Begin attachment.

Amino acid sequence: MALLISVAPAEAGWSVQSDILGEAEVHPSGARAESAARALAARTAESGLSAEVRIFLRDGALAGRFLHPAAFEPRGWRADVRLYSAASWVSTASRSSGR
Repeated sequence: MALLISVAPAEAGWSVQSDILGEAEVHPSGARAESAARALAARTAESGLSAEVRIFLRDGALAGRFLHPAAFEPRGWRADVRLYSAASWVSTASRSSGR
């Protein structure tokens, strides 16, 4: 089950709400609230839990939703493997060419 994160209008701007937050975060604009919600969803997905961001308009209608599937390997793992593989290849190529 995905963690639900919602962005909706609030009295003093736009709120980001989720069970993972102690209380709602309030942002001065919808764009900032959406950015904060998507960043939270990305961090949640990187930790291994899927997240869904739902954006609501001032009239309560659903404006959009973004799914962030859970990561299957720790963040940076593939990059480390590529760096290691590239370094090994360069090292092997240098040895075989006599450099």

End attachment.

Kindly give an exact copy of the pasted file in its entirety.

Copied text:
Amino acid sequence: MALLISVAPAEAGWSVQSDILGEAEVHPSGARAESAARALAARTAESGLSAEVRIFLRDGALAGRFLHPAAFEPRGWRADVRLYSAASWVSTASRSSGR
Repeated sequence: MALLISVAPAEAGWSVQSDILGEAEVHPSGARAESAARALAARTAESGLSAEVRIFLRDGALAGRFLHPAAFEPRGWRADVRLYSAASWVSTASRSSGR
């Protein structure tokens, strides 16, 4: 089950709400609230839990939703493997060419 994160209008701007937050975060604009919600969803997905961001308009209608599937390997793992593989290849190529 995905963690639900919602962005909706609030009295003093736009709120980001989720069970993972102690209380709602309030942002001065919808764009900032959406950015904060998507960043939270990305961090949640990187930790291994899927997240869904739902954006609501001032009239309560659903404006959009973004799914962030859970990561299957720790963040940076593939990059480390590529760096290691590239370094090994360069090292092997240098040895075989006599450099």